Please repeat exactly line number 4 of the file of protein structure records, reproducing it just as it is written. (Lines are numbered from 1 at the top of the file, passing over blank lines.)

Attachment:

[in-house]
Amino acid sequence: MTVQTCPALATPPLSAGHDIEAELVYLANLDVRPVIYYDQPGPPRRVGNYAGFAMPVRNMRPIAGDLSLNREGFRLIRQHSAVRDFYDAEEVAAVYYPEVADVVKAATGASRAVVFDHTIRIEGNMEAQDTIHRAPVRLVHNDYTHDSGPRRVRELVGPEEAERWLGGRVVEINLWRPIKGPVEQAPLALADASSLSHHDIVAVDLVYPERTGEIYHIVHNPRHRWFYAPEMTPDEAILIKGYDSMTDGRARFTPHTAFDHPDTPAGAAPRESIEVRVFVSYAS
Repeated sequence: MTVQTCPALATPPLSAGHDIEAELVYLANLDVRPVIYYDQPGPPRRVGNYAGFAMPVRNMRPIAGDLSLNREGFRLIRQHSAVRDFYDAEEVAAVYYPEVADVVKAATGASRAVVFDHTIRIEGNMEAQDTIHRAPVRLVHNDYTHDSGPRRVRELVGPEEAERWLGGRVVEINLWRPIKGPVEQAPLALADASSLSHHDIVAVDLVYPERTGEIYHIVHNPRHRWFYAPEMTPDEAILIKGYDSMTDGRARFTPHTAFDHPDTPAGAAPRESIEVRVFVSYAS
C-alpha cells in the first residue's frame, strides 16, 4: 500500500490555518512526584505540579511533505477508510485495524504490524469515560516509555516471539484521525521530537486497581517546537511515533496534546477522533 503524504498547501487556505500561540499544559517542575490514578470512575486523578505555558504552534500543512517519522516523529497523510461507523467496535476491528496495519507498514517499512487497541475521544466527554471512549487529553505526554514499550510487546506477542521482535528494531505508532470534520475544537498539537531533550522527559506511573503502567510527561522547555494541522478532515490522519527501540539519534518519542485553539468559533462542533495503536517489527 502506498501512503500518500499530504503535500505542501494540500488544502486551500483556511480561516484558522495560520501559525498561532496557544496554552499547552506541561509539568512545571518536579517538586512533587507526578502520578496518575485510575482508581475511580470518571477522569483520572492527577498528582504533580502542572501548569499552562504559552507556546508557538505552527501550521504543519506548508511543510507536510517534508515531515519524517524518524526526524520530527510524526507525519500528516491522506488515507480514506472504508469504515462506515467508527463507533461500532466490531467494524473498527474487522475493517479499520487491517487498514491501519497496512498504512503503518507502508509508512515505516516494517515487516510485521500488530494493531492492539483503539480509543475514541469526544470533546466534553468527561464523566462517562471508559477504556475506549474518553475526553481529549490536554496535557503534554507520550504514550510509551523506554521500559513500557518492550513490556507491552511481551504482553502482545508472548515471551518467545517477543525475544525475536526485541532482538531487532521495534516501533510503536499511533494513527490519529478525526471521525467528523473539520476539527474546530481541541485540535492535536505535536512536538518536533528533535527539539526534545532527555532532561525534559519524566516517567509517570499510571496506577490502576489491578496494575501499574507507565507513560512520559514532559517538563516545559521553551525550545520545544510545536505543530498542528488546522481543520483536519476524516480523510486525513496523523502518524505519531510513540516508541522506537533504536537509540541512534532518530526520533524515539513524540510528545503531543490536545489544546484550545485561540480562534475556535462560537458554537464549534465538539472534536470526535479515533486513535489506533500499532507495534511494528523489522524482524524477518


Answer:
C-alpha cells in the first residue's frame, strides 16, 4: 500500500490555518512526584505540579511533505477508510485495524504490524469515560516509555516471539484521525521530537486497581517546537511515533496534546477522533 503524504498547501487556505500561540499544559517542575490514578470512575486523578505555558504552534500543512517519522516523529497523510461507523467496535476491528496495519507498514517499512487497541475521544466527554471512549487529553505526554514499550510487546506477542521482535528494531505508532470534520475544537498539537531533550522527559506511573503502567510527561522547555494541522478532515490522519527501540539519534518519542485553539468559533462542533495503536517489527 502506498501512503500518500499530504503535500505542501494540500488544502486551500483556511480561516484558522495560520501559525498561532496557544496554552499547552506541561509539568512545571518536579517538586512533587507526578502520578496518575485510575482508581475511580470518571477522569483520572492527577498528582504533580502542572501548569499552562504559552507556546508557538505552527501550521504543519506548508511543510507536510517534508515531515519524517524518524526526524520530527510524526507525519500528516491522506488515507480514506472504508469504515462506515467508527463507533461500532466490531467494524473498527474487522475493517479499520487491517487498514491501519497496512498504512503503518507502508509508512515505516516494517515487516510485521500488530494493531492492539483503539480509543475514541469526544470533546466534553468527561464523566462517562471508559477504556475506549474518553475526553481529549490536554496535557503534554507520550504514550510509551523506554521500559513500557518492550513490556507491552511481551504482553502482545508472548515471551518467545517477543525475544525475536526485541532482538531487532521495534516501533510503536499511533494513527490519529478525526471521525467528523473539520476539527474546530481541541485540535492535536505535536512536538518536533528533535527539539526534545532527555532532561525534559519524566516517567509517570499510571496506577490502576489491578496494575501499574507507565507513560512520559514532559517538563516545559521553551525550545520545544510545536505543530498542528488546522481543520483536519476524516480523510486525513496523523502518524505519531510513540516508541522506537533504536537509540541512534532518530526520533524515539513524540510528545503531543490536545489544546484550545485561540480562534475556535462560537458554537464549534465538539472534536470526535479515533486513535489506533500499532507495534511494528523489522524482524524477518